A Hard Day’s Night: Film Reappraisal
Broadway Cinema, Nottingham
24th August 2014
A Hard Day’s Night is fifty years old. Amy Britton looks back at one of the few great pop movies.
It used to just be par for the course for popular musicians, particularly if they had a young market, to make films. Let’s face it, pound for pound, its largely a good thing we’ve moved on from there, as more often than not these films were contrived efforts at marketing which, by forcing their young stars into acting, were taking them into an area which was ill suited to their talents.
However, there are exceptions. The frantic 90 minute snapshot of Beatlemania that is A Hard Days Night has recently been restored for its 50th anniversary, and has lost none of the natural charm and easygoing humour that it had in 1964.
There are two seemingly conflicting, paradoxical factors that make A Hard Day’s Night an effective film in 2014. One is how much of a snapshot of history it is. Smoking! Lots of it! In a really nonchalant way, including on public transport! (Nowadays, if a teen idol has a sneaky cigarette, it’s a tabloid shock horror story). The vibe of playful rebellion, teenagers versus the grown up world, that has been lost somewhat since parents started getting down with the kids. (The scene in which corporate marketing men trying to understand the youth market try to trick George Harrison into joining their brainwashed masses is one of the high points of the film, reminiscent of Colin McInnes concerns in Absolute Beginners about adults marketing the idea of a teenage culture they can never properly understand). And, of course, Beatlemania itself. Has there ever been a better example of musical successes and fan culture marking out an era so much? Initially, I was tempted to think that this kind of fandom and hysteria doesn’t really exist anymore, but then you look at One Direction’s fans … the hysteria exists, its just that the standard of the music has dropped somewhat!
These days though, celebrities will (not unjustly, in all fairness) complain consistently about their lack of privacy – but A Hard Day’s Night makes superstardom look like it’s a lot of fun. The viewer leaves somewhat jealous that they aren’t actually in The Beatles, not just for the screaming girls but the sense of warmly funny camaraderie between them, albeit in the context of a written script but so naturally acted that if it isn’t real, then the Beatles were an extremely capable bunch of actors. Lennon, in particular, played up to his fantastically arrogant image with spot on comedic timing.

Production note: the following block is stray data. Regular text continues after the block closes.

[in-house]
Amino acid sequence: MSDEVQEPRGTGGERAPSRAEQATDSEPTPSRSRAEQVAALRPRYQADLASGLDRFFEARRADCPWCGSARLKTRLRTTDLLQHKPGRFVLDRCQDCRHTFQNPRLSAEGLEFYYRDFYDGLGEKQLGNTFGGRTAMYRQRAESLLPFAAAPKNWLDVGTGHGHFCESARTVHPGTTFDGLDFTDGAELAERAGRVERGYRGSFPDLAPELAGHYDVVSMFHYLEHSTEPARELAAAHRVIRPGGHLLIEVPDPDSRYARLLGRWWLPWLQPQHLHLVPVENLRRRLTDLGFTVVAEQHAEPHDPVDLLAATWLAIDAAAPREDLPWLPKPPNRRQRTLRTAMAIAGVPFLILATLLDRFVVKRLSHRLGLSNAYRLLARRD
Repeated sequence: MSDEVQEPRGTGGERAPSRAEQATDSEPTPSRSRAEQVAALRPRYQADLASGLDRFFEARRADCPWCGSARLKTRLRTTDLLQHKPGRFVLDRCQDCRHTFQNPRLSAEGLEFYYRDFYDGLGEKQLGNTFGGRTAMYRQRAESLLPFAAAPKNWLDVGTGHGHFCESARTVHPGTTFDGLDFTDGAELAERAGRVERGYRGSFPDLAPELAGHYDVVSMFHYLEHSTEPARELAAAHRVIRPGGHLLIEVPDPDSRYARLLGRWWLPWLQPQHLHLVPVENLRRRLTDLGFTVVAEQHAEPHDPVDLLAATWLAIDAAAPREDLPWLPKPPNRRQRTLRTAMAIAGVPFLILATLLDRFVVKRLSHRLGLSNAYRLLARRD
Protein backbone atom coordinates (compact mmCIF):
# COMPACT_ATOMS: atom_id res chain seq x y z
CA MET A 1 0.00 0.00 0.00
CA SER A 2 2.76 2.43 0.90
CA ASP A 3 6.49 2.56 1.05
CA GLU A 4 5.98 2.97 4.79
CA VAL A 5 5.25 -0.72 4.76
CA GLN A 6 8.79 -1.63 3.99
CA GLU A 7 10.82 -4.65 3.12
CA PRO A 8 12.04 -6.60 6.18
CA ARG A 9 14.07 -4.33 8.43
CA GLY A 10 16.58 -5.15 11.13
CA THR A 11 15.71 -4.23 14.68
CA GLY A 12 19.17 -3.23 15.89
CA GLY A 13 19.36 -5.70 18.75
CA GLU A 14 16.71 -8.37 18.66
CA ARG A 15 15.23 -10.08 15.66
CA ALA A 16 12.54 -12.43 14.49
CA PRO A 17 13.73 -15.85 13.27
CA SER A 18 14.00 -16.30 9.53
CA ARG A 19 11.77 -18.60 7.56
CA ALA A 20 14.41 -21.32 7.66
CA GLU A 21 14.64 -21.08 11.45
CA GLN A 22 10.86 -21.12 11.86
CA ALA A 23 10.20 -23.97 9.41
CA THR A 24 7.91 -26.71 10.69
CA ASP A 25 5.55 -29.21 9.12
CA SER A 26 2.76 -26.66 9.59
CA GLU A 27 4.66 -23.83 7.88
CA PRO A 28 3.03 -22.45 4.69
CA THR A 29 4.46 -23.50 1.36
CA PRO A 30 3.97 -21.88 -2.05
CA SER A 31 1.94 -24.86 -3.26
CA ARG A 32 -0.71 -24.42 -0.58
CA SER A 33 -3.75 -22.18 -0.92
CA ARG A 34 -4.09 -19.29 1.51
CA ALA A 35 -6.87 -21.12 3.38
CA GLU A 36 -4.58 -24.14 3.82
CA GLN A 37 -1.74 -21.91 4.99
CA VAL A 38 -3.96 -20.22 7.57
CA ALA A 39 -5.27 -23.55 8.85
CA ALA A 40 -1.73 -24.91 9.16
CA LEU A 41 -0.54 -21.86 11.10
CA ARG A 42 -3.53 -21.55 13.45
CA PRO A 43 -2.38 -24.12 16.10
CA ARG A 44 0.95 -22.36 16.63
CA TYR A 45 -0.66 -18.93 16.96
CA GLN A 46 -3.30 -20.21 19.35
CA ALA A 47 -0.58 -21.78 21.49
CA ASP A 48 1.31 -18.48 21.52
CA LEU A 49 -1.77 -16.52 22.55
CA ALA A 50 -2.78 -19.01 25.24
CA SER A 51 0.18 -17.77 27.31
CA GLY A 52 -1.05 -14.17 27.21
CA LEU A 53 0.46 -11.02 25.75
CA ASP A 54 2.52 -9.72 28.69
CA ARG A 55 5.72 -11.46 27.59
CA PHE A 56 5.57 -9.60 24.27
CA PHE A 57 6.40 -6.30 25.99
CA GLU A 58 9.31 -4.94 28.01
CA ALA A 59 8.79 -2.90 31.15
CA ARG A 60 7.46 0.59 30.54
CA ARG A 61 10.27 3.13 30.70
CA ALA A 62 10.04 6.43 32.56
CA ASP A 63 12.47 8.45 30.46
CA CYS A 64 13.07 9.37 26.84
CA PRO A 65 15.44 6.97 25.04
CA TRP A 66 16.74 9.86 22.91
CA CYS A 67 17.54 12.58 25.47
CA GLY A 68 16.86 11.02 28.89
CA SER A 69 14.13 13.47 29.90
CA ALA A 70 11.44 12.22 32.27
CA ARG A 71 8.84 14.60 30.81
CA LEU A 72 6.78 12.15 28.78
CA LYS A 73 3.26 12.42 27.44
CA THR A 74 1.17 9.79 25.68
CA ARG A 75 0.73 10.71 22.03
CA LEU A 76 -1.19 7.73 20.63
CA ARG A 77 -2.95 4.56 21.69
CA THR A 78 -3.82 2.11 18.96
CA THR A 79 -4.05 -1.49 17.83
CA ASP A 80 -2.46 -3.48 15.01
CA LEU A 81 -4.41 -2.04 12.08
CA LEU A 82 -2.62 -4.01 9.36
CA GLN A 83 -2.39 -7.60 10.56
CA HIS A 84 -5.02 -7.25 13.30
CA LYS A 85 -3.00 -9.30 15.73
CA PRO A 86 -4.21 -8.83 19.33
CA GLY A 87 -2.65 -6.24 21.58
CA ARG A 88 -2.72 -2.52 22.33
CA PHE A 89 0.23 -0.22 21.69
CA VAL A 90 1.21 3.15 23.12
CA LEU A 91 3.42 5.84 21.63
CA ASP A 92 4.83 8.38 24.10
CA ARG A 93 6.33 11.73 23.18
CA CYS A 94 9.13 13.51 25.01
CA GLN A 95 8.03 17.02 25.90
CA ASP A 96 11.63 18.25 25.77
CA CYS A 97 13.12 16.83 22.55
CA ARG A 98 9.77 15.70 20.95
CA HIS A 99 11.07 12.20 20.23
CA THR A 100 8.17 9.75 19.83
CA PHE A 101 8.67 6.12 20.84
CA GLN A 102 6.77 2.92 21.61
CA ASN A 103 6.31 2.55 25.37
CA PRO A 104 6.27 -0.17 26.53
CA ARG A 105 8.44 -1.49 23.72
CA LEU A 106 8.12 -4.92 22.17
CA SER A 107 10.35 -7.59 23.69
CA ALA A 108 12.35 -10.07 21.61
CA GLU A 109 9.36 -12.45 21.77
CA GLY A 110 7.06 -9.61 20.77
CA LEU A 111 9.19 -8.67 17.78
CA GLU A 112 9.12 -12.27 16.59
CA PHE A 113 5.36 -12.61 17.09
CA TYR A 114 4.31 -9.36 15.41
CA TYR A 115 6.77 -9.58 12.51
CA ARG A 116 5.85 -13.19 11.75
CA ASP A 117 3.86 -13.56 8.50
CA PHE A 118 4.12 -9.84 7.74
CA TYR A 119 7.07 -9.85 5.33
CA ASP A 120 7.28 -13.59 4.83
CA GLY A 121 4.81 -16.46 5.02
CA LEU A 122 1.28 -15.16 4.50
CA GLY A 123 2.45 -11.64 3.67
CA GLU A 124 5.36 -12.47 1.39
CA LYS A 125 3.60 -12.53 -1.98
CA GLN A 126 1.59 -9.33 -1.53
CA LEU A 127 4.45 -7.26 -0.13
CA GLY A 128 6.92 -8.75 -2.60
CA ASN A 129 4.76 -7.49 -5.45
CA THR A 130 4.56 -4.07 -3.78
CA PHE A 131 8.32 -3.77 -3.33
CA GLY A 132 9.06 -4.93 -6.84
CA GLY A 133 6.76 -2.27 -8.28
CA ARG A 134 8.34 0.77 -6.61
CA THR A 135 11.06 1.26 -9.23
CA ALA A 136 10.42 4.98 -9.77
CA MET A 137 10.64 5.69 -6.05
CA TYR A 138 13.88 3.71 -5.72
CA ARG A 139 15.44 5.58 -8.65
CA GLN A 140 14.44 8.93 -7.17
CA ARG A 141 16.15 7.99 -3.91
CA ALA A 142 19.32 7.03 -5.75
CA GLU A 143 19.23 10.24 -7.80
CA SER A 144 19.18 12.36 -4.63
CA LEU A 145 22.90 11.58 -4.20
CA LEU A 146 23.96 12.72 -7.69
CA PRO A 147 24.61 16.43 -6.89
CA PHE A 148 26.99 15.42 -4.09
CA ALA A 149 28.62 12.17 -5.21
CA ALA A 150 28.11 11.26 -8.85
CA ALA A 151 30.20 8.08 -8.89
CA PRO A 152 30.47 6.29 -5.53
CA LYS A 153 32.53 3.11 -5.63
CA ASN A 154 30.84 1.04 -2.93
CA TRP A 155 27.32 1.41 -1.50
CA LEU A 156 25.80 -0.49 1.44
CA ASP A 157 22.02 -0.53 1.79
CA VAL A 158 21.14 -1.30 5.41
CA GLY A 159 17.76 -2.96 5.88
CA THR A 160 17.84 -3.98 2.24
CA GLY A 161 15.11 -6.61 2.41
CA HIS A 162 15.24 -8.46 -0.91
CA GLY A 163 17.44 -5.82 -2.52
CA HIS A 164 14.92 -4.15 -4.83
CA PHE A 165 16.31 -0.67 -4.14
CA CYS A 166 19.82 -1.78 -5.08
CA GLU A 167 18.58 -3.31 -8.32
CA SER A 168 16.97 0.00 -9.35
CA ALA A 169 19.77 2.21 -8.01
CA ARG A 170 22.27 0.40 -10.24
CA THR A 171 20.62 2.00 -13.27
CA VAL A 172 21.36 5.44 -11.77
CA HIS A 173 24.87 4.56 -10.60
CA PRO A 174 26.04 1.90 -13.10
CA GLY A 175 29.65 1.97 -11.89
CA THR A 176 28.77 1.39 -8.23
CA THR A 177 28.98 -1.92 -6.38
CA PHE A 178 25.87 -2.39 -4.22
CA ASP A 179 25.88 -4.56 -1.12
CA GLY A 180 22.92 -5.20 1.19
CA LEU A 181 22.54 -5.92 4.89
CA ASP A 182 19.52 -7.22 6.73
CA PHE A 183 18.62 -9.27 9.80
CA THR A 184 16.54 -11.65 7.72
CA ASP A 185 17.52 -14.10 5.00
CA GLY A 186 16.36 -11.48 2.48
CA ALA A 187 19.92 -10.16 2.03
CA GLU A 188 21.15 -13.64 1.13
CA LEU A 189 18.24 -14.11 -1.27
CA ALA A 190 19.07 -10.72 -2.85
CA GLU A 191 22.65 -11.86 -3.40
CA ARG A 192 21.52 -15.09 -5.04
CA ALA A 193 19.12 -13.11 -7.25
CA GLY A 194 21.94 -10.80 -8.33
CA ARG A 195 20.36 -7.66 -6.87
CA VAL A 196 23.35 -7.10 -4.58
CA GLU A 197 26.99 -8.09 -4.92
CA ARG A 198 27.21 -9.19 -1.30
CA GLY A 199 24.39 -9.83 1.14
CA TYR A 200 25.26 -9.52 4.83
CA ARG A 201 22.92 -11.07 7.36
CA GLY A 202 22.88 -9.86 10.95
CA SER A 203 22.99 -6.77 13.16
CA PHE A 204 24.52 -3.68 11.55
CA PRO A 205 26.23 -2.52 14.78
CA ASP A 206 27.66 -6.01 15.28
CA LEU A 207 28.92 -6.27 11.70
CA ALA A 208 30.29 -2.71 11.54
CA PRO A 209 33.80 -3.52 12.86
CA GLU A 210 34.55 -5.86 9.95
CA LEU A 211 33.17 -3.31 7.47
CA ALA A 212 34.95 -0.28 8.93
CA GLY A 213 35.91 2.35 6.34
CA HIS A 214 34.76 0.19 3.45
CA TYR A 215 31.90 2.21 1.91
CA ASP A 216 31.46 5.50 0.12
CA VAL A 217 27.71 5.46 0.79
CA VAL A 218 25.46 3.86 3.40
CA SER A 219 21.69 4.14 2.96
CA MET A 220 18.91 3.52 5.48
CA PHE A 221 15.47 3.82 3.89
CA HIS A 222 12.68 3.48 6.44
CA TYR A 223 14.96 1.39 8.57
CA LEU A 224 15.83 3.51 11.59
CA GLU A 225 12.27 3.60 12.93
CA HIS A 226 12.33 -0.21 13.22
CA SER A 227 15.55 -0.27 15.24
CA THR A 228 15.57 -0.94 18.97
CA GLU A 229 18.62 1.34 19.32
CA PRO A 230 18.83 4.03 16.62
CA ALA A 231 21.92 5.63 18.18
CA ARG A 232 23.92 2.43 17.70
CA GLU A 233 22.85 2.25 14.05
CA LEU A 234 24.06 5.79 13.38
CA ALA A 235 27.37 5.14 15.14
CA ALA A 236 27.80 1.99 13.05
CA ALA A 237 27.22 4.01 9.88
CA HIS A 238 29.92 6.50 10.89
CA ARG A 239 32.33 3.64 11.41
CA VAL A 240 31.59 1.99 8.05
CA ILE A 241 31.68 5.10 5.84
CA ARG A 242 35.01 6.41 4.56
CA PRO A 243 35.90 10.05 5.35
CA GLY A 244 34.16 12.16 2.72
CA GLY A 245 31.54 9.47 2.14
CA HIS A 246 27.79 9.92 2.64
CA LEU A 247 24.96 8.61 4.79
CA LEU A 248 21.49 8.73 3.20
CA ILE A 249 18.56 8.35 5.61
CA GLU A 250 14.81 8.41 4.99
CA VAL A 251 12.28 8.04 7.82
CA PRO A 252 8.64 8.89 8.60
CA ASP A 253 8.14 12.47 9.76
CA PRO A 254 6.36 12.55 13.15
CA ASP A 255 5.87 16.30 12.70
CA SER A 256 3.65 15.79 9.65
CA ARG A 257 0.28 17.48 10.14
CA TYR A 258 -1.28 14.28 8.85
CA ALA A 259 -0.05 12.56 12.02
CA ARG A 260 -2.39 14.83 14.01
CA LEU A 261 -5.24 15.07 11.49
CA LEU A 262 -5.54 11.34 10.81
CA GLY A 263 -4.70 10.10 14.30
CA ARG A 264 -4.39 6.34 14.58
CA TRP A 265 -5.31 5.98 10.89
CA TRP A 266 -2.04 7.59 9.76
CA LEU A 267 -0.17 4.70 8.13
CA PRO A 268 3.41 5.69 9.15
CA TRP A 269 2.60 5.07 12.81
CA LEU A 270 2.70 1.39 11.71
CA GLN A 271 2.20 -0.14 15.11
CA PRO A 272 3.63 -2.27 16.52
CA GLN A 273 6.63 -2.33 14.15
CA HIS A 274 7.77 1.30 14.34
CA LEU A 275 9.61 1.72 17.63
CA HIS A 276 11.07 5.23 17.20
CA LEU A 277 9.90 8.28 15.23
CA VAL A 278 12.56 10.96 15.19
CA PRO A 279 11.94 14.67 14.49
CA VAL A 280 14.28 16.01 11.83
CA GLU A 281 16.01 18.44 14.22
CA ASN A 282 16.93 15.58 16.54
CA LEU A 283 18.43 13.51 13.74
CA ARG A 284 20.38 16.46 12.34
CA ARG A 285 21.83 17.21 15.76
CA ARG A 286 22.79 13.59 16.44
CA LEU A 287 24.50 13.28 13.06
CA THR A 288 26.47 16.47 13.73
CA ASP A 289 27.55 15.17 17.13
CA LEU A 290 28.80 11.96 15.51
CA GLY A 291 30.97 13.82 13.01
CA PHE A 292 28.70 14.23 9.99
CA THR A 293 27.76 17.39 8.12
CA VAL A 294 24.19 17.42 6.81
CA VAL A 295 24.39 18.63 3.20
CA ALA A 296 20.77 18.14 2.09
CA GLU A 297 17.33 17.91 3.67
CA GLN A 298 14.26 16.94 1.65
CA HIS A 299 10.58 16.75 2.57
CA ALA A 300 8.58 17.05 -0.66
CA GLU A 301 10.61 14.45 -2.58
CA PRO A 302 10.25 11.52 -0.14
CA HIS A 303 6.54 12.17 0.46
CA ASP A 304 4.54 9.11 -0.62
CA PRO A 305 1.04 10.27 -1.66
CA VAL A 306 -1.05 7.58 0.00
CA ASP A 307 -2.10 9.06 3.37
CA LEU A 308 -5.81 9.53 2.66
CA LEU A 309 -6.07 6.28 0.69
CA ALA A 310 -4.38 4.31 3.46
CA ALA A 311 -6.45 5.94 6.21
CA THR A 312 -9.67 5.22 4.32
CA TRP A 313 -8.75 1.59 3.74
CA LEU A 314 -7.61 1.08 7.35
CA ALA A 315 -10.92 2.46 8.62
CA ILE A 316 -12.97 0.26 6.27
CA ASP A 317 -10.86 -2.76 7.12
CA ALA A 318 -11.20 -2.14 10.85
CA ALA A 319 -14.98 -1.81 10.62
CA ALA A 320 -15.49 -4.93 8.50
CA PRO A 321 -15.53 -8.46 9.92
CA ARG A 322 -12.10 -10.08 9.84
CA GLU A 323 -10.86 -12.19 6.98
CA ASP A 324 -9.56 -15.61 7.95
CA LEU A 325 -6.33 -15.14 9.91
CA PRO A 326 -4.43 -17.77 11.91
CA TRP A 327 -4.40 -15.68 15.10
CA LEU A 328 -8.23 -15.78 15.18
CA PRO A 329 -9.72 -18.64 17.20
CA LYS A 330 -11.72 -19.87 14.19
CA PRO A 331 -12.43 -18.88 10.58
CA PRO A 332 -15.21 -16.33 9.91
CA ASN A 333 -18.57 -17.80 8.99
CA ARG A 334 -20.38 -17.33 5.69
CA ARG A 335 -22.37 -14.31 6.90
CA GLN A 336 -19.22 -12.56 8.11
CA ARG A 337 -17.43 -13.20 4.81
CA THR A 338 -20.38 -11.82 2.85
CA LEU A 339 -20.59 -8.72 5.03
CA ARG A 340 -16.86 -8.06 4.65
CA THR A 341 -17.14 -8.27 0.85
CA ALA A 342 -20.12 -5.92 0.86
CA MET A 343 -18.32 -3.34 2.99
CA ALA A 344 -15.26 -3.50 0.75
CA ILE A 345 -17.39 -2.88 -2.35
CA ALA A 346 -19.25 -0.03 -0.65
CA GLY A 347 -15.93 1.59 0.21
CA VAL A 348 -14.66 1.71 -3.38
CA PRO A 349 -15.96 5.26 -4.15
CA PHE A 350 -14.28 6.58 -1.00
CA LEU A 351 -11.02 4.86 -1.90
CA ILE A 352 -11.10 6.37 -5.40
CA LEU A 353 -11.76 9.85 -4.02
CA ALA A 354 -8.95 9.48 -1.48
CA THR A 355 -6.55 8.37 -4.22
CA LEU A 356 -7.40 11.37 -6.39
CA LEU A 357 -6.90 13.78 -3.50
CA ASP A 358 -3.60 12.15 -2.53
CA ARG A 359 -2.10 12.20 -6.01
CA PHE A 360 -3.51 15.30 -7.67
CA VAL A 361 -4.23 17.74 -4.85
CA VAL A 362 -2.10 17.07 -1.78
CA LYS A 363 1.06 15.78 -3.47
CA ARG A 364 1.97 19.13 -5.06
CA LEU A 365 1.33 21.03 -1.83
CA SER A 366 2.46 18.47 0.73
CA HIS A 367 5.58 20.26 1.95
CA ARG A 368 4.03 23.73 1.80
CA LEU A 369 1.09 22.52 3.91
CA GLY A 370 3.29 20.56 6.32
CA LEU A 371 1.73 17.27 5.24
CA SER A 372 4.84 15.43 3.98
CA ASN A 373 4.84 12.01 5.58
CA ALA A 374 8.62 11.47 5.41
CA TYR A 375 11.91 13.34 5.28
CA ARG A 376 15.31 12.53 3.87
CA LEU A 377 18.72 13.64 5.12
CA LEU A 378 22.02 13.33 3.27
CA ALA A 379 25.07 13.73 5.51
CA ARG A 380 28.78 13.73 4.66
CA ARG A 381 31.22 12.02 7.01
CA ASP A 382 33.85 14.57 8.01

That’s the second factor that makes A Hard Day’s Night so enduring. It might be a snapshot of time, but it other ways it is timeless. Anyone whose ever shared the company of a group of four, young, male friends will see them reflected in the Beatles onscreen relationship – particularly with the perpetual importance of piss taking in such friendships.
Of course, A Hard Day’s Night is helped along the way by very credible proper actors, such as Wilfred Brambell (whose role as Paul McCartney’s slyly rebellious grandfather is the driving force behind much of the admittedly insignificant plot), and some straightforward but visually effective direction which the new restoration has done a lot of justice too. But don’t watch it for a storyline. Watch it for one of the most fun insights into being young and free in the 1960s you could possibly find, capturing the Beatles at the pivotal moment of their career. After all, you need some sort of warm up before you tackle Yellow Submarine, right?
All words by Amy Britton. More of Amy’s writing for Louder Than War can be found in her author’s archive.